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matter. I am mildly puzzled by his reference to next Thursday, but he could be provided with opportunities to raise the issue during Department of Trade and Industry questions on Wednesday 11 May, or in the European Union debate that I announced for Monday 16 May.

Mr. Dennis Skinner (Bolsover) : Will the Leader of the House ensure that a statement is made by the appropriate Minister about the Civil Rights (Disabled Persons) Bill, which will be before the House again tomorrow, when only limited time will be available ? Last Friday, the House voted unanimously for the Government to progress that Bill, which would help about 10 million disabled people to enjoy equal rights.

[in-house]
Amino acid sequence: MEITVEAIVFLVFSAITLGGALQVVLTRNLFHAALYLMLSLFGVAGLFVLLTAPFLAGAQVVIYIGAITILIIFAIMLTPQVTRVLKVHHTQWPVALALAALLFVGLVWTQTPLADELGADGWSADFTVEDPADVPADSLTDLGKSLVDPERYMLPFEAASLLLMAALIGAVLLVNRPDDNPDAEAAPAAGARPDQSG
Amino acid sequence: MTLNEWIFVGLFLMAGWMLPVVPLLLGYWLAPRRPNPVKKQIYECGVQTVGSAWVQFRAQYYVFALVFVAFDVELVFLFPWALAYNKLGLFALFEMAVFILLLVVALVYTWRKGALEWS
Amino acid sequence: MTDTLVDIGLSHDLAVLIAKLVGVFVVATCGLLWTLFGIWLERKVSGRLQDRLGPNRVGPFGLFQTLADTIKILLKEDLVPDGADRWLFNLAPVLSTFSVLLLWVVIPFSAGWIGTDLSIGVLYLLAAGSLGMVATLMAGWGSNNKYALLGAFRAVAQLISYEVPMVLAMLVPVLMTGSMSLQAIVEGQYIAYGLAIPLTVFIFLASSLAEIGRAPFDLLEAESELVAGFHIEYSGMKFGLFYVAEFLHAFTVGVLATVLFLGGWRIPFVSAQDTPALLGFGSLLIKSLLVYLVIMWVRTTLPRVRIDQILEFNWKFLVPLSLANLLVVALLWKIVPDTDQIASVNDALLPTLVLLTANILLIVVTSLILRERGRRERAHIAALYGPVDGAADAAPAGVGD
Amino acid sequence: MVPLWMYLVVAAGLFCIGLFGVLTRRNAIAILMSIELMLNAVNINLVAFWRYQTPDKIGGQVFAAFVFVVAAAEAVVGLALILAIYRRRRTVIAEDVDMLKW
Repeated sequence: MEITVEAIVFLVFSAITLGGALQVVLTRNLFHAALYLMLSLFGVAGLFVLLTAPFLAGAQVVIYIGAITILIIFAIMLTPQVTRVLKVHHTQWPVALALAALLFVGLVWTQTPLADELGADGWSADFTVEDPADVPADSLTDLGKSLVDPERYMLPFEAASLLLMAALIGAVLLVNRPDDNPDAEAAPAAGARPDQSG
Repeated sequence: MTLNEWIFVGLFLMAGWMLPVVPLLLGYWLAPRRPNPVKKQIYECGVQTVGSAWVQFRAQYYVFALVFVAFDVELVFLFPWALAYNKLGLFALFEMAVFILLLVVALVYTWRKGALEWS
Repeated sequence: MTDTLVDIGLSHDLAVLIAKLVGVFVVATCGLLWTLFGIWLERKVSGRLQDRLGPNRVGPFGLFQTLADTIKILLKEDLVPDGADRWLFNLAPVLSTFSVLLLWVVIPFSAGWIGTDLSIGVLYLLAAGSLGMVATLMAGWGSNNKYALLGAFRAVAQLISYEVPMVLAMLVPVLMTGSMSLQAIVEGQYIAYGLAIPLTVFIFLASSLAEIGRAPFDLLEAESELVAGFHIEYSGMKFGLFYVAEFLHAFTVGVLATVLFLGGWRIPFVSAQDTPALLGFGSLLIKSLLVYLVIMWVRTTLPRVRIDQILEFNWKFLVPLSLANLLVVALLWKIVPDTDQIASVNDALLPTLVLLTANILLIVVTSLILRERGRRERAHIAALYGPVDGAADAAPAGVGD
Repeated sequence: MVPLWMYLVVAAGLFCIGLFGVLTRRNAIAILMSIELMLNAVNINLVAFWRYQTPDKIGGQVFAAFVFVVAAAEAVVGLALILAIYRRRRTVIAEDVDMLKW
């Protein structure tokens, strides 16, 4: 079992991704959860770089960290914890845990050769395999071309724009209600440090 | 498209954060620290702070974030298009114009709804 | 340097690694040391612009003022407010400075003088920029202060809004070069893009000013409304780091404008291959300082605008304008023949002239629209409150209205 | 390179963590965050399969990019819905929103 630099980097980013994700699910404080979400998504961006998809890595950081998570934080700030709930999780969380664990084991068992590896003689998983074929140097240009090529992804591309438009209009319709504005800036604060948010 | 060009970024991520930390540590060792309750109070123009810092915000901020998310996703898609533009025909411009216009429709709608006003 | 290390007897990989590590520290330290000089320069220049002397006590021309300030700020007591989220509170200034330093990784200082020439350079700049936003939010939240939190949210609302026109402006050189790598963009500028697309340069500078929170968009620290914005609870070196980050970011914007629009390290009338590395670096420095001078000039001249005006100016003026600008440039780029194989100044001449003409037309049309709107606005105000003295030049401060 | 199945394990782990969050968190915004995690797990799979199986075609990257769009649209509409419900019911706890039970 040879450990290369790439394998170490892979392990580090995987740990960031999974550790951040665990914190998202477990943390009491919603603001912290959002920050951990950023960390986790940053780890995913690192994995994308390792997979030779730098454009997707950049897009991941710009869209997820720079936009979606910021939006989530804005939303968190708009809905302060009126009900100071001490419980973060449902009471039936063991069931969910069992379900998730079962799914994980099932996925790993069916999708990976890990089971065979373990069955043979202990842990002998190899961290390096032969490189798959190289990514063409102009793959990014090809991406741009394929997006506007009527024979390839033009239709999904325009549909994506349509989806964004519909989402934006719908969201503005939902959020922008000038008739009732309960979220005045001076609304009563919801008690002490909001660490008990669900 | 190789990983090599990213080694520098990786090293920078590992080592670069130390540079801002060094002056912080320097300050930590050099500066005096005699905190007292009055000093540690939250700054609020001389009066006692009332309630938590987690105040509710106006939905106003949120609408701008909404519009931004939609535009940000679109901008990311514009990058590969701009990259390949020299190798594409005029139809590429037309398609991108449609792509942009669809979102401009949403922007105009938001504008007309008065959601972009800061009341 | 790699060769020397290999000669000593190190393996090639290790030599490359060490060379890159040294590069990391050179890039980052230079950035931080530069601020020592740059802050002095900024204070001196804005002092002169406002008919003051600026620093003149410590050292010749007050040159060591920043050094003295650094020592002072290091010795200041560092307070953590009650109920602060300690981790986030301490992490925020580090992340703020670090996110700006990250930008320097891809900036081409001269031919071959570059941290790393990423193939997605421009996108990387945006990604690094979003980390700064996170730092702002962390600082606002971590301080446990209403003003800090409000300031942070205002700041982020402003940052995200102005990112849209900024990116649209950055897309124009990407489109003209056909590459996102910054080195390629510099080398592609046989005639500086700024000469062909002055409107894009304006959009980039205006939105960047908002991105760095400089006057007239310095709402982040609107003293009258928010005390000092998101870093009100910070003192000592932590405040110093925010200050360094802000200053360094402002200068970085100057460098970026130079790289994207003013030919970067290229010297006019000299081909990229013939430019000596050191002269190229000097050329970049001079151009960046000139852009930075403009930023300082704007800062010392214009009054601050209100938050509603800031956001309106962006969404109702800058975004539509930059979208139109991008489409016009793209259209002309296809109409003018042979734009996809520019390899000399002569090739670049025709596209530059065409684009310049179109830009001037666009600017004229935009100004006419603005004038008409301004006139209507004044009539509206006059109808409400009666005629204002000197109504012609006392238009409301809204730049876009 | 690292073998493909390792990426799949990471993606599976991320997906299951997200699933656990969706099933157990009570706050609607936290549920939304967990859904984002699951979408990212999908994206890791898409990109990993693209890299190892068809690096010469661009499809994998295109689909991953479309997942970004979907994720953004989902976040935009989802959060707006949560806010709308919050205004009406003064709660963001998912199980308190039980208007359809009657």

In view of today's scandalous report that the House will rise on 15 July, will the Leader of the House give a reassurance that at least one day, but certainly enough time necessary, will be available to allow the Bill to pass ? If the House can tool up in the middle of July for three months, surely to God there should be enough time to get through that Bill for disabled people ?

Mr. Newton : I note the hon. Gentleman's comments. I would not wish to excite his hopes or those of others over speculation concerning 15 July. My right hon. Friend the Minister for Social Security and Disabled People has made absolutely clear throughout the Government's wish to make constructive progress in a practical way in improving opportunities for disabled people. He will seek to advance that general cause with his comments tomorrow.